Why Your Trade Show Booth Must Reflect your Brand Image?


Veteran salespersons acknowledge that presenting a brand at a trade show in the midst of a sea of competitors belonging to the same industry vertical is a challenge.

The uncanny similarity among competing trade show booths that narrows down the spotlight on the product category of the participating brands leads to a strong possibility of the distinct identity of each brand being blurred into oblivion.

It is the classic case of brands participating at the trade show losing identity, eroding in value, diminishing in rareness and thus driving down sales enablement and new revenue opportunities for one another.

Two of the biggest challenges facing salespersons at trade shows are commoditization and cannibalization of brands.


Experiential Marketing: Reinventing Brands at Trade Shows


To resolve the challenges of commoditization and cannibalization of brands, salespersons participating in trade shows need to be empathetic towards visitors and look at the brands through the lenses of the visitors.

In this context, it makes enormous good sense to suggest that the quality of experiential marketing holds the key for brands participating at trade shows to attract, influence, engage and sell to visitors.

The solution lies in breaking down experiential marketing along the five senses of sight, touch, hearing, taste and smell and integrating them to constitute a total sensory experience for brands to influence visitors at trade shows.


See It: “That Looks Amazing. What is it?”


An overwhelming 93% of all human communication is visual, 90% of the information signals that the brain processes are visuals and humans remember 30% of the visuals they see.

A great trade show booth design actually augments business performance. A booth design speaks for the values that the brand reflects, speaks volumes for the brand personality and image and influences the expectations of visitors.

The strategic road from branding to sales at a trade show passes through the following stoppage points:

  • Strategic Imagery
  • Specialization of a Brand as Strategy
  • Leveraging Brand Specialization for Positioning
  • Sales Conversion

A strikingly beautiful and unique trade show booth design resonates across the first three stoppage points leading to sales.


Touch It: “Did You See It? I Touched It.


How close can your brand get to visitors? The best possible route is to zero down the gap. How often have salespersons dealt with visitors that are bent on touching trade show rentals and exhibits, even after categorically asking the latter not to touch.

People like to break boundaries, get up close and access physical evidence of a brand’s existence, identity and value. An ace salesperson leverages and strategically places booth rental merchandise to enable visitors to touch them.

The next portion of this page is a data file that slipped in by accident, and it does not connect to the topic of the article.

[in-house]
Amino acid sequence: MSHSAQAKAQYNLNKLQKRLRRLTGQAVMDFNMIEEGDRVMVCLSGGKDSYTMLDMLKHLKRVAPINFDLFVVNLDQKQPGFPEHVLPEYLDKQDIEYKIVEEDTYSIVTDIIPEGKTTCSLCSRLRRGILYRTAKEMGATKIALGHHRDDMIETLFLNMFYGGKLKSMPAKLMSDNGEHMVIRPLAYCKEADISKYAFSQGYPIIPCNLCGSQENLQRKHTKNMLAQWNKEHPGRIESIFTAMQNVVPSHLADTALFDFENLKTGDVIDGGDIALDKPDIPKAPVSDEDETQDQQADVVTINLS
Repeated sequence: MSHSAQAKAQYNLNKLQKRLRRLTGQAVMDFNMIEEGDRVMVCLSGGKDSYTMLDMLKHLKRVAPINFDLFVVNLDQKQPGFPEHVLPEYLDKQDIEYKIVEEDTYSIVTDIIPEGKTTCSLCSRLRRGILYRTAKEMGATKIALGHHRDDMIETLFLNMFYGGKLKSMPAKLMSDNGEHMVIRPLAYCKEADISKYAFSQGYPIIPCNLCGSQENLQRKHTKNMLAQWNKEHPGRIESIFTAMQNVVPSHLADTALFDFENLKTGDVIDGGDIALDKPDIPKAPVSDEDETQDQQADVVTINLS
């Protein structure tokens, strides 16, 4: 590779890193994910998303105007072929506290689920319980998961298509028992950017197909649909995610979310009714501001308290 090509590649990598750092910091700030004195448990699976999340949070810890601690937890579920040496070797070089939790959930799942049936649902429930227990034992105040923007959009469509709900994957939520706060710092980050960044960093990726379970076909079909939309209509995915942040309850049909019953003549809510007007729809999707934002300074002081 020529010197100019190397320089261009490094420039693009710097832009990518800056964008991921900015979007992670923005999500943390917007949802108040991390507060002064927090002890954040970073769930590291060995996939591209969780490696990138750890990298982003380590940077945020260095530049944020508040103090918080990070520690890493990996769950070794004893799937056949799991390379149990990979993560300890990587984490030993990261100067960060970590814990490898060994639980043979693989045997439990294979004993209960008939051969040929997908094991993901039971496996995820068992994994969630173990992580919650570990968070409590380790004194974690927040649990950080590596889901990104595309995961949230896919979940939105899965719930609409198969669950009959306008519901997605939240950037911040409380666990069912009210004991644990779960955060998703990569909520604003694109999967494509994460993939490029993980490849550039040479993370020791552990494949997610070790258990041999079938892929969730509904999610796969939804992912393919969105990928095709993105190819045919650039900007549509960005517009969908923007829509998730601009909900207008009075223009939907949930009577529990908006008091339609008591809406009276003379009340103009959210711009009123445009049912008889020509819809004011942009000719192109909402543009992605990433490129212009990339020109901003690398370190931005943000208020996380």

Touch screens, kiosks and vending machines are new age touchpoints to engage visitors at trade shows and make them believe in the brand philosophy.


Hear It: “Did You Hear That?”


Why do visitors walk into trade show premises? They like to interact, engage and learn. All visitors may not wish to engage in a dialogue with your salespersons. They may walk past your trade show booth, glaring at the booth rentals, the merchandise, and furniture inside the booth and the salespersons.

It is for your brand to say hello to visitors, seek engagement, create opportunities and follow up. People remember 20% of the sounds they hear.

Brands that leverage augmented reality, virtual reality, and high definition videos at their trade show booths to drive responsive brand messaging stand a higher probability of raising a query, engaging in a conversation and creating new opportunities.


Taste It: “Have You Tried it yet?


Not all brands are into the food and beverage business, but all visitors like to taste warmth, get personal attention, and feel special. A great way for salespersons to register higher brand recall and work their way into visitor memory is to offer free snacks, coffee, and beverage at their trade show booth.

Visitors may forget the taste of the food but will remember the brand and its salespersons for their tastes of warmth and hospitality.


Smell It: “Nice. What is it?”


Does your brand have a unique fragrance? Yes, it does. The mild scent of bleaching powder in a new book, the pungent smell of a gasoline brand, the faint smell of new computer hardware and the rich aroma of spicy and piquant Mexican cuisine, are all examples of memory associations that brands use.

Scent marketing is a contemporary and trending. Does the trade show booth smell of your brand? If not, create a unique fragrance for your brand to position it differently at trade shows.

The difference between commodities and brands participating at trade shows is that commodities look, sound and feel the same, while each brand is unique in the way it comes across and perceived by visitors. Commodities sell products and services. A brand sells an experience; a unique one.